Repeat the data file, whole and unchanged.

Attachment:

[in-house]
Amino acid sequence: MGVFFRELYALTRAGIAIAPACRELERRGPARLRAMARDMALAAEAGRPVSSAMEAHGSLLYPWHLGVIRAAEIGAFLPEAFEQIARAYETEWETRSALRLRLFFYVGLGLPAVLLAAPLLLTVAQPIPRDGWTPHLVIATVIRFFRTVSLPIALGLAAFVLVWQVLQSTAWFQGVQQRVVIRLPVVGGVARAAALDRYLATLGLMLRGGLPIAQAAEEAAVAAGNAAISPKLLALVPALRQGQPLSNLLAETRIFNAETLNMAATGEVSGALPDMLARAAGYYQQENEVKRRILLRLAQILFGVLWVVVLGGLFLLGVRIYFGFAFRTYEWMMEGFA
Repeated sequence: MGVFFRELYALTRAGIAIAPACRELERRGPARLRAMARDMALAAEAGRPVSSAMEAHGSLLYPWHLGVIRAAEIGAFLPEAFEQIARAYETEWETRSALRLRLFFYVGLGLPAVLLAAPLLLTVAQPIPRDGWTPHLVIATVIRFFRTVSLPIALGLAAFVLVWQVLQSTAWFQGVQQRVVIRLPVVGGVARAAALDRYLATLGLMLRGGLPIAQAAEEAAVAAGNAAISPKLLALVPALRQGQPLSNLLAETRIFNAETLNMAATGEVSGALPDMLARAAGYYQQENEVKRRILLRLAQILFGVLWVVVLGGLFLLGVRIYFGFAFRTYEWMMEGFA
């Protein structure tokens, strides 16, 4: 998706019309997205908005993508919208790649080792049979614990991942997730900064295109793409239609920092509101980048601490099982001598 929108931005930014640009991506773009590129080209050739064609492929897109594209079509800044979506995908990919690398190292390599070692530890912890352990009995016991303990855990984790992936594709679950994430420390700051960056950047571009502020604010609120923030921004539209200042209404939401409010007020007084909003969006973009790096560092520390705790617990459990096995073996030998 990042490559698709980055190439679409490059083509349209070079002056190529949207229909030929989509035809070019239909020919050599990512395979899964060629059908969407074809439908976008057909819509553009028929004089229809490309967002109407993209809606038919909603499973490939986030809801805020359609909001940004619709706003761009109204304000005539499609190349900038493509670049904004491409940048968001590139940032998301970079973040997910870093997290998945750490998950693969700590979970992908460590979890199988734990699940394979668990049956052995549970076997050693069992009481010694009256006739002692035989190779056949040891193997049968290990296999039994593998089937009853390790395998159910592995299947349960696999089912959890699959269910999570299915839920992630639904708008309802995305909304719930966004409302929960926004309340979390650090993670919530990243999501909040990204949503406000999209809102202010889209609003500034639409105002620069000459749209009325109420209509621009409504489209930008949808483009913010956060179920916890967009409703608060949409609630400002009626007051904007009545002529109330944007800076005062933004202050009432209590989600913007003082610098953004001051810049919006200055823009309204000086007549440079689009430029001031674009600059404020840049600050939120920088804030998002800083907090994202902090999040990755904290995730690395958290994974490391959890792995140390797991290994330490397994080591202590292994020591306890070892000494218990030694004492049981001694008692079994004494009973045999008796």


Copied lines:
[in-house]
Amino acid sequence: MGVFFRELYALTRAGIAIAPACRELERRGPARLRAMARDMALAAEAGRPVSSAMEAHGSLLYPWHLGVIRAAEIGAFLPEAFEQIARAYETEWETRSALRLRLFFYVGLGLPAVLLAAPLLLTVAQPIPRDGWTPHLVIATVIRFFRTVSLPIALGLAAFVLVWQVLQSTAWFQGVQQRVVIRLPVVGGVARAAALDRYLATLGLMLRGGLPIAQAAEEAAVAAGNAAISPKLLALVPALRQGQPLSNLLAETRIFNAETLNMAATGEVSGALPDMLARAAGYYQQENEVKRRILLRLAQILFGVLWVVVLGGLFLLGVRIYFGFAFRTYEWMMEGFA
Repeated sequence: MGVFFRELYALTRAGIAIAPACRELERRGPARLRAMARDMALAAEAGRPVSSAMEAHGSLLYPWHLGVIRAAEIGAFLPEAFEQIARAYETEWETRSALRLRLFFYVGLGLPAVLLAAPLLLTVAQPIPRDGWTPHLVIATVIRFFRTVSLPIALGLAAFVLVWQVLQSTAWFQGVQQRVVIRLPVVGGVARAAALDRYLATLGLMLRGGLPIAQAAEEAAVAAGNAAISPKLLALVPALRQGQPLSNLLAETRIFNAETLNMAATGEVSGALPDMLARAAGYYQQENEVKRRILLRLAQILFGVLWVVVLGGLFLLGVRIYFGFAFRTYEWMMEGFA
């Protein structure tokens, strides 16, 4: 998706019309997205908005993508919208790649080792049979614990991942997730900064295109793409239609920092509101980048601490099982001598 929108931005930014640009991506773009590129080209050739064609492929897109594209079509800044979506995908990919690398190292390599070692530890912890352990009995016991303990855990984790992936594709679950994430420390700051960056950047571009502020604010609120923030921004539209200042209404939401409010007020007084909003969006973009790096560092520390705790617990459990096995073996030998 990042490559698709980055190439679409490059083509349209070079002056190529949207229909030929989509035809070019239909020919050599990512395979899964060629059908969407074809439908976008057909819509553009028929004089229809490309967002109407993209809606038919909603499973490939986030809801805020359609909001940004619709706003761009109204304000005539499609190349900038493509670049904004491409940048968001590139940032998301970079973040997910870093997290998945750490998950693969700590979970992908460590979890199988734990699940394979668990049956052995549970076997050693069992009481010694009256006739002692035989190779056949040891193997049968290990296999039994593998089937009853390790395998159910592995299947349960696999089912959890699959269910999570299915839920992630639904708008309802995305909304719930966004409302929960926004309340979390650090993670919530990243999501909040990204949503406000999209809102202010889209609003500034639409105002620069000459749209009325109420209509621009409504489209930008949808483009913010956060179920916890967009409703608060949409609630400002009626007051904007009545002529109330944007800076005062933004202050009432209590989600913007003082610098953004001051810049919006200055823009309204000086007549440079689009430029001031674009600059404020840049600050939120920088804030998002800083907090994202902090999040990755904290995730690395958290994974490391959890792995140390797991290994330490397994080591202590292994020591306890070892000494218990030694004492049981001694008692079994004494009973045999008796």